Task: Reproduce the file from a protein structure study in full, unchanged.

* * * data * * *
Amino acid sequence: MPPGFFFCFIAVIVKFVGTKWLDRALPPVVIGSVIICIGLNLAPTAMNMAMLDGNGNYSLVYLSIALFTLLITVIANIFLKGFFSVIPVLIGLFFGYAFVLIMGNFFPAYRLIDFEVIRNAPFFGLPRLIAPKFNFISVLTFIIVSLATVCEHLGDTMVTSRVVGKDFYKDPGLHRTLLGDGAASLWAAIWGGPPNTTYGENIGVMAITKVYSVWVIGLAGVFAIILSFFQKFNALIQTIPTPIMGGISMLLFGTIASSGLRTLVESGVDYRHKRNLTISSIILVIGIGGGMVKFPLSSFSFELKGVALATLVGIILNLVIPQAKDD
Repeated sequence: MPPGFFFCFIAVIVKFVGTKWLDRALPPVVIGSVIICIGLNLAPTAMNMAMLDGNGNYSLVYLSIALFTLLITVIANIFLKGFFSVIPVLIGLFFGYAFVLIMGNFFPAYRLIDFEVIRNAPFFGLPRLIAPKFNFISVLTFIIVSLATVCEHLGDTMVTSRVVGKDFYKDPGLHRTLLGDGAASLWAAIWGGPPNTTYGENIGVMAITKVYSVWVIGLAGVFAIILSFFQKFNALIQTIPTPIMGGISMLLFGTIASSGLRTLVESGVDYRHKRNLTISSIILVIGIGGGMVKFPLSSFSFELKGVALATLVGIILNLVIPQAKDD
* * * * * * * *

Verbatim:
Amino acid sequence: MPPGFFFCFIAVIVKFVGTKWLDRALPPVVIGSVIICIGLNLAPTAMNMAMLDGNGNYSLVYLSIALFTLLITVIANIFLKGFFSVIPVLIGLFFGYAFVLIMGNFFPAYRLIDFEVIRNAPFFGLPRLIAPKFNFISVLTFIIVSLATVCEHLGDTMVTSRVVGKDFYKDPGLHRTLLGDGAASLWAAIWGGPPNTTYGENIGVMAITKVYSVWVIGLAGVFAIILSFFQKFNALIQTIPTPIMGGISMLLFGTIASSGLRTLVESGVDYRHKRNLTISSIILVIGIGGGMVKFPLSSFSFELKGVALATLVGIILNLVIPQAKDD
Repeated sequence: MPPGFFFCFIAVIVKFVGTKWLDRALPPVVIGSVIICIGLNLAPTAMNMAMLDGNGNYSLVYLSIALFTLLITVIANIFLKGFFSVIPVLIGLFFGYAFVLIMGNFFPAYRLIDFEVIRNAPFFGLPRLIAPKFNFISVLTFIIVSLATVCEHLGDTMVTSRVVGKDFYKDPGLHRTLLGDGAASLWAAIWGGPPNTTYGENIGVMAITKVYSVWVIGLAGVFAIILSFFQKFNALIQTIPTPIMGGISMLLFGTIASSGLRTLVESGVDYRHKRNLTISSIILVIGIGGGMVKFPLSSFSFELKGVALATLVGIILNLVIPQAKDD